At present, young people questioning their gender identity face a staggering five year wait for a first appointment with the NHS, according to BBC News. Many then grapple with the option of going private for their care, though this can be a costly decision that some can’t afford to make. First appointments for a gender assessment at Gender Plus, for example, cost £275, but this is something Carruthers and Kelly know comes with accessibility issues.

“We know we’re going to be heavily scrutinised, we know there’s a lot of interest in it, and so we’ve set it up in the most comprehensive way possible,” the latter explains. “But unfortunately, one of the downsides to that is that it means a lot of expertise which brings a lot of cost, and so we know we’re not accessible to everyone financially and so that does mean that there are many, many people out there who simply have no functioning pathway available to them.” 

Kelly highlights that the impending closure of the only NHS gender clinic for children in England and Wales will undoubtedly impact a number of trans people, making services like the Gender Plus Hormone Clinic all the more important – even if the cost is high. “We are a clinician-led team that do this based on how passionate we are about the work and we would love to be able to offer this in a public provision,” he says. “But, with the way things went with [the Gender Identity Development Service (Gids)] and it being closed down and, in a way, those new services seemingly not wanting to take on any of the old Gids staff, it felt like this is the only way that we could continue to offer and use our expertise and make it available to the public.”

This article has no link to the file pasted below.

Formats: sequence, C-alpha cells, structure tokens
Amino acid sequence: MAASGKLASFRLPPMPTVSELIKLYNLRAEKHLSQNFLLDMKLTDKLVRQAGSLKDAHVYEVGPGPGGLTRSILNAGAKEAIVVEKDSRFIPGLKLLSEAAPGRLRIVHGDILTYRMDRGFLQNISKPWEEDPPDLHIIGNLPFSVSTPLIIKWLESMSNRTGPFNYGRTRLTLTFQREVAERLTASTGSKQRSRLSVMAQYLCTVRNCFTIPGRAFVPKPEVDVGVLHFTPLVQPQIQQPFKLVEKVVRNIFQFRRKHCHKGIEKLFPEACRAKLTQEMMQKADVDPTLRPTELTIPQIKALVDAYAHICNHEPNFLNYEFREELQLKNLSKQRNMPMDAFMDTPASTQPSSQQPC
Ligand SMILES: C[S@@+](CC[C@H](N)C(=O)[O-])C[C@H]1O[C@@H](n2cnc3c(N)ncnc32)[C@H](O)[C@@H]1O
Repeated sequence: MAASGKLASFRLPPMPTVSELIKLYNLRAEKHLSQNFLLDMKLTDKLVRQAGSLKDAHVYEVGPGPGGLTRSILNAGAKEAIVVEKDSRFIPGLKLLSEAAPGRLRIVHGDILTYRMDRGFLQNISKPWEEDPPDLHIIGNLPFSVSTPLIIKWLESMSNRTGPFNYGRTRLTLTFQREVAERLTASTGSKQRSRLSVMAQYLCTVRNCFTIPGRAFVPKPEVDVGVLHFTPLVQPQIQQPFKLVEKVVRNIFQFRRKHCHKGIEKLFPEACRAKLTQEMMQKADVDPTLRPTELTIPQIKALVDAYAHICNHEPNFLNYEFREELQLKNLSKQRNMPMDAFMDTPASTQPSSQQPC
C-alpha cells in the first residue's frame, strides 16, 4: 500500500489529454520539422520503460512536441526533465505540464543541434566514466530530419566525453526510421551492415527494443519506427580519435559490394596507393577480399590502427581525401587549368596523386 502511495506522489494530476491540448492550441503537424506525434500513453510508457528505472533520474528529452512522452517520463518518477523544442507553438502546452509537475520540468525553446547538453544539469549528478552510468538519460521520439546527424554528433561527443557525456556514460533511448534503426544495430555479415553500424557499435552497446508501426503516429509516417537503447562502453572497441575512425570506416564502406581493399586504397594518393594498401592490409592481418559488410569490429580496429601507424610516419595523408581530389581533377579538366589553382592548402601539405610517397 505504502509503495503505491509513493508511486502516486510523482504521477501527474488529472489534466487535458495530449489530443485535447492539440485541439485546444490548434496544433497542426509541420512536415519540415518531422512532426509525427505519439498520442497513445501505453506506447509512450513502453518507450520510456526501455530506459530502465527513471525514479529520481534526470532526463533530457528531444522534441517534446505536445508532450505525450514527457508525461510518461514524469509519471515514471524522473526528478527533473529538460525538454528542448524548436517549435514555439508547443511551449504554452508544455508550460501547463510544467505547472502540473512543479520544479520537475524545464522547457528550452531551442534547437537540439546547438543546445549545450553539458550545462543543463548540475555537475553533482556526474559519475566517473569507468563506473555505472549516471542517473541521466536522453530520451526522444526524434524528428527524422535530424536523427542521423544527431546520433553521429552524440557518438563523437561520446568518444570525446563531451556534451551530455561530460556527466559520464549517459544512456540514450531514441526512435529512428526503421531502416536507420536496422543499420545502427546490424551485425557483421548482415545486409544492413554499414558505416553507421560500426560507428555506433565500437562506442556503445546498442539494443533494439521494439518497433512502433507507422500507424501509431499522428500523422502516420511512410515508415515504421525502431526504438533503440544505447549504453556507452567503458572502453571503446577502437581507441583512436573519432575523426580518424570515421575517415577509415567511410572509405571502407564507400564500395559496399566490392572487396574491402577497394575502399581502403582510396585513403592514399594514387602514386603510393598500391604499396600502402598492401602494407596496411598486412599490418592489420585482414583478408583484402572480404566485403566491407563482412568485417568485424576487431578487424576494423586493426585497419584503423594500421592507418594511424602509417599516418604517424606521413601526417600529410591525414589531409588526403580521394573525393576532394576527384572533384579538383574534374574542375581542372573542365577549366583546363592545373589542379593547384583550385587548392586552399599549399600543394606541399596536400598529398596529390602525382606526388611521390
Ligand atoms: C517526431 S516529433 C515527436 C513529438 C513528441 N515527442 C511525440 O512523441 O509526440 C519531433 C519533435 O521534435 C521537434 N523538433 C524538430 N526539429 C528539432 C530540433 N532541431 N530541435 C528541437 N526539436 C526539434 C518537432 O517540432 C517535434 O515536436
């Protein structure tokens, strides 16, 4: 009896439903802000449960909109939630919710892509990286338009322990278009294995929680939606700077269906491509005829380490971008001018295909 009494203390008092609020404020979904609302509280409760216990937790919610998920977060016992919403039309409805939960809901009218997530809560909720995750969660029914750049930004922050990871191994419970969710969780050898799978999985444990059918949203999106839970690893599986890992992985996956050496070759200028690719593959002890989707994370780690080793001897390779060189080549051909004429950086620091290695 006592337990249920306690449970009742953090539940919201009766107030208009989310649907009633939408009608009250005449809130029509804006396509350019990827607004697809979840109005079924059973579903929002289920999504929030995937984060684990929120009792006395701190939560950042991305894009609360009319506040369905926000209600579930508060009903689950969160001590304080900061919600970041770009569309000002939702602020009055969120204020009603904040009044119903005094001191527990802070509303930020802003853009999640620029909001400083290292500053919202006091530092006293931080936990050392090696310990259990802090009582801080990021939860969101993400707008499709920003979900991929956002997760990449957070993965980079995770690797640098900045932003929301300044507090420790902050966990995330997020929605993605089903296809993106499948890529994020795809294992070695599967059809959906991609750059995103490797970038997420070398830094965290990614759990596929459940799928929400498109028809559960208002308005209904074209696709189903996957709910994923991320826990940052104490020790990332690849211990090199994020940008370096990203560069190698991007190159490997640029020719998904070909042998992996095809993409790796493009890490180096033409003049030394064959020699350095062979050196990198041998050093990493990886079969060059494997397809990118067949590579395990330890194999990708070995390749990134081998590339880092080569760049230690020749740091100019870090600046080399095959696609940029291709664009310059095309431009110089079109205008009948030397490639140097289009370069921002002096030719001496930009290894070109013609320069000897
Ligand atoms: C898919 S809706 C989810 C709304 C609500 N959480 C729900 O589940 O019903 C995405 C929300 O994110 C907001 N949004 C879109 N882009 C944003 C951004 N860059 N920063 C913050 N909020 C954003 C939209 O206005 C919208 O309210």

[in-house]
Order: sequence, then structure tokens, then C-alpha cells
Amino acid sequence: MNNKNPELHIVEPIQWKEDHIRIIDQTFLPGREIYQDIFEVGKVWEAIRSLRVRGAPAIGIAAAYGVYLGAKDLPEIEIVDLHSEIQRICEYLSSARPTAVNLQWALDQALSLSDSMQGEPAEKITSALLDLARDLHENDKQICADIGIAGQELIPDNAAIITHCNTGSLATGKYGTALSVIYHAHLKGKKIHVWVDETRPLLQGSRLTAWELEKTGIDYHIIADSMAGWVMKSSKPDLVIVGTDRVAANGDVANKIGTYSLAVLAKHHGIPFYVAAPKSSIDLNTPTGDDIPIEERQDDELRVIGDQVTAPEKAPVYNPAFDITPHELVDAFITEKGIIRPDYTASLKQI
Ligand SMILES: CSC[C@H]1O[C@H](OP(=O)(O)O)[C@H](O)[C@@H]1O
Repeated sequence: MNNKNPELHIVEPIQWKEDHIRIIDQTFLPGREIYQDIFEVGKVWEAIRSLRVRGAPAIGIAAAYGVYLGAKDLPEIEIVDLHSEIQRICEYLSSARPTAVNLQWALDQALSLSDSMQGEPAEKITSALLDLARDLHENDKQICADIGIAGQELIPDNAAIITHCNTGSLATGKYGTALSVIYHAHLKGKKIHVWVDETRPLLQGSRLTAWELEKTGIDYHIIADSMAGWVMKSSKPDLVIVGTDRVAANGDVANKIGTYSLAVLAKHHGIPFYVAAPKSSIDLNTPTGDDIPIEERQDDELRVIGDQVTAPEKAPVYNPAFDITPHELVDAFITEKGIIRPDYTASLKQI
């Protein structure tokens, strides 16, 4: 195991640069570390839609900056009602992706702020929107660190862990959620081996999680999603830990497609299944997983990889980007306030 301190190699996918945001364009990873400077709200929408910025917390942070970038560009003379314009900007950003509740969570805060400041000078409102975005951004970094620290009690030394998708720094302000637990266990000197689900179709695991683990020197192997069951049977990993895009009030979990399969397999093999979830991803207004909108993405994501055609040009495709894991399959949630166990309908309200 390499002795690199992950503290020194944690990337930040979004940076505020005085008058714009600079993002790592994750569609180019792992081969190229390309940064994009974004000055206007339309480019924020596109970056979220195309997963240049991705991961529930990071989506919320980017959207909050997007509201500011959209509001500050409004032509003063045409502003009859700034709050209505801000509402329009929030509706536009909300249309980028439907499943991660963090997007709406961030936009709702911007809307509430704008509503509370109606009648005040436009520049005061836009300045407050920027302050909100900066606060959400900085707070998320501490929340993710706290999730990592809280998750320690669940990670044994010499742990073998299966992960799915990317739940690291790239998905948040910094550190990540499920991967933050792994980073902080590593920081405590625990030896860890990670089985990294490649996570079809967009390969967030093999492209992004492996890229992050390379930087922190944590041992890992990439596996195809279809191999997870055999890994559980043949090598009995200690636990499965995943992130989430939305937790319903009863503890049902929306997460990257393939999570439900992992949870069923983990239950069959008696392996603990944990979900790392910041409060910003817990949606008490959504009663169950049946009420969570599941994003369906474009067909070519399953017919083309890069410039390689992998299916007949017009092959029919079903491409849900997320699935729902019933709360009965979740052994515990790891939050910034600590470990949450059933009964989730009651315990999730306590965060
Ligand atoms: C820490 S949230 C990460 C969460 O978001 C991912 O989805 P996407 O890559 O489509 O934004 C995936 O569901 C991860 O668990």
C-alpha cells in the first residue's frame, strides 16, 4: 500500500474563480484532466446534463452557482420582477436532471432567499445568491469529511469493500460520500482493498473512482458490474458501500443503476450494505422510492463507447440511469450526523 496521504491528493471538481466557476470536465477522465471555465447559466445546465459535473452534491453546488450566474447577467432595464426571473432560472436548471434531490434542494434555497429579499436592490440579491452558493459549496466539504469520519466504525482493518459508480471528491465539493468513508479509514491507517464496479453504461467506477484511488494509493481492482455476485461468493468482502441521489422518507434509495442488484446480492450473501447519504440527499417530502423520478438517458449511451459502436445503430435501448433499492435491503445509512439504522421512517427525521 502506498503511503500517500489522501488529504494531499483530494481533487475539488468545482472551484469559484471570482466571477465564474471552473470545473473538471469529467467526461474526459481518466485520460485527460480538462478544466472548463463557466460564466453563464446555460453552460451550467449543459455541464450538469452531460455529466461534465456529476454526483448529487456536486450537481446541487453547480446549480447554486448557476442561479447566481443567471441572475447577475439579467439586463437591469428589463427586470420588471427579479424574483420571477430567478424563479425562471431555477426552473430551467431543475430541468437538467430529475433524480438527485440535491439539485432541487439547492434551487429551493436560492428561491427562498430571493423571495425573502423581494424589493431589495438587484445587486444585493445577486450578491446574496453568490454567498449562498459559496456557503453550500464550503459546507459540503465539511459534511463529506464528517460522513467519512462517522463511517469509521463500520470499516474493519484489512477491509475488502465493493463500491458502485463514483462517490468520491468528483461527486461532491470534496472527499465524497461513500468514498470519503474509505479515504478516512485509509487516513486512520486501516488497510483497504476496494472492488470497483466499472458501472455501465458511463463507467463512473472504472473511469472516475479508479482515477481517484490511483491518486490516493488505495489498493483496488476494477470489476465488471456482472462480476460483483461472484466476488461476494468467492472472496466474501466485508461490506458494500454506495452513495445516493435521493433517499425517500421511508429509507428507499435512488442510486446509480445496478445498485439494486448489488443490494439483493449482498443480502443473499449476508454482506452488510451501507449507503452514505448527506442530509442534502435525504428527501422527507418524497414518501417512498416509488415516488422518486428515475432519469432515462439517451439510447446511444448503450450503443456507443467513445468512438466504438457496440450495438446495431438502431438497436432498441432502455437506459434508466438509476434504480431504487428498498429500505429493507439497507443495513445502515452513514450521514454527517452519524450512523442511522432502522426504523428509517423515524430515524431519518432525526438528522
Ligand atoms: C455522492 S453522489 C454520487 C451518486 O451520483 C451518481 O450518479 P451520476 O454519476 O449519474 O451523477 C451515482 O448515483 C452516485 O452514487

Carruthers adds that the team behind the clinic is looking at “different ways” to improve accessibility in the future, for example by providing educational resources and offering the team’s expertise to the NHS. “We’ve also employed a research lead to the team,” he shares, “who financially doesn’t bring any income into Gender Plus, but gives back to the community because we’re able to present research on our patient caseload. We are aware of our accessibility, but we’re doing the best we can and we’re very conscious, we’re all ex-NHS clinicians, so, it’s something that we’re quite conscious of and making ourselves as accessible as possible.”

Now that the CQC approval has been secured, both Kelly and Carruthers are more focused than ever on providing the best service possible – even in the face of the onslaught they face from social commentators and certain aspects of the media. “It was sad when I was working in the NHS, morale had become really low,”says Carruthers. “When there was an opportunity for us to come together and provide a holistic wraparound service, quick access to care, we sort of jumped at it. I think moving across [to Gender Plus], morale has definitely risen and we’re a good, well-knit team and we all feel passionately about the trans community.” 

Kelly echoes this, stating that the staff at the Gender Plus Hormone Clinic are “very committed to the field” after spending so long working in it. “The opportunity to continue to do this thing that we love, we feel passionate about in itself and that is a morale booster…When we can be happy with the work we’re doing, then we deliver a better standard too.”